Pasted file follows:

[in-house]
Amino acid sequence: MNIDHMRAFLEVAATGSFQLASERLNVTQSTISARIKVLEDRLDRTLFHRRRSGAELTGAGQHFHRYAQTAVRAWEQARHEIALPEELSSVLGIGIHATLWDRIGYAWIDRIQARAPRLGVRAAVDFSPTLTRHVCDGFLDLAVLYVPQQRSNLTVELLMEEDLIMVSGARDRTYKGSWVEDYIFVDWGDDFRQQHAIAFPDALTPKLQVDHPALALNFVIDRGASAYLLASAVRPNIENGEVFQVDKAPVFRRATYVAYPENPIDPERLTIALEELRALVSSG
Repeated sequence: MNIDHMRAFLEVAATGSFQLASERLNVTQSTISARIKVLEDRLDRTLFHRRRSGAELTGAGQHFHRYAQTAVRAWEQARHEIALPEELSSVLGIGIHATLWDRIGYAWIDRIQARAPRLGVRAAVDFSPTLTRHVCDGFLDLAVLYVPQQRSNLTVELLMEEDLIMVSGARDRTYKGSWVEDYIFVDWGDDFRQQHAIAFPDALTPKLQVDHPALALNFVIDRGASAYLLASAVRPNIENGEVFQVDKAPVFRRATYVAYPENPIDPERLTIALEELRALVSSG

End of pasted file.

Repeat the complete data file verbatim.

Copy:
[in-house]
Amino acid sequence: MNIDHMRAFLEVAATGSFQLASERLNVTQSTISARIKVLEDRLDRTLFHRRRSGAELTGAGQHFHRYAQTAVRAWEQARHEIALPEELSSVLGIGIHATLWDRIGYAWIDRIQARAPRLGVRAAVDFSPTLTRHVCDGFLDLAVLYVPQQRSNLTVELLMEEDLIMVSGARDRTYKGSWVEDYIFVDWGDDFRQQHAIAFPDALTPKLQVDHPALALNFVIDRGASAYLLASAVRPNIENGEVFQVDKAPVFRRATYVAYPENPIDPERLTIALEELRALVSSG
Repeated sequence: MNIDHMRAFLEVAATGSFQLASERLNVTQSTISARIKVLEDRLDRTLFHRRRSGAELTGAGQHFHRYAQTAVRAWEQARHEIALPEELSSVLGIGIHATLWDRIGYAWIDRIQARAPRLGVRAAVDFSPTLTRHVCDGFLDLAVLYVPQQRSNLTVELLMEEDLIMVSGARDRTYKGSWVEDYIFVDWGDDFRQQHAIAFPDALTPKLQVDHPALALNFVIDRGASAYLLASAVRPNIENGEVFQVDKAPVFRRATYVAYPENPIDPERLTIALEELRALVSSG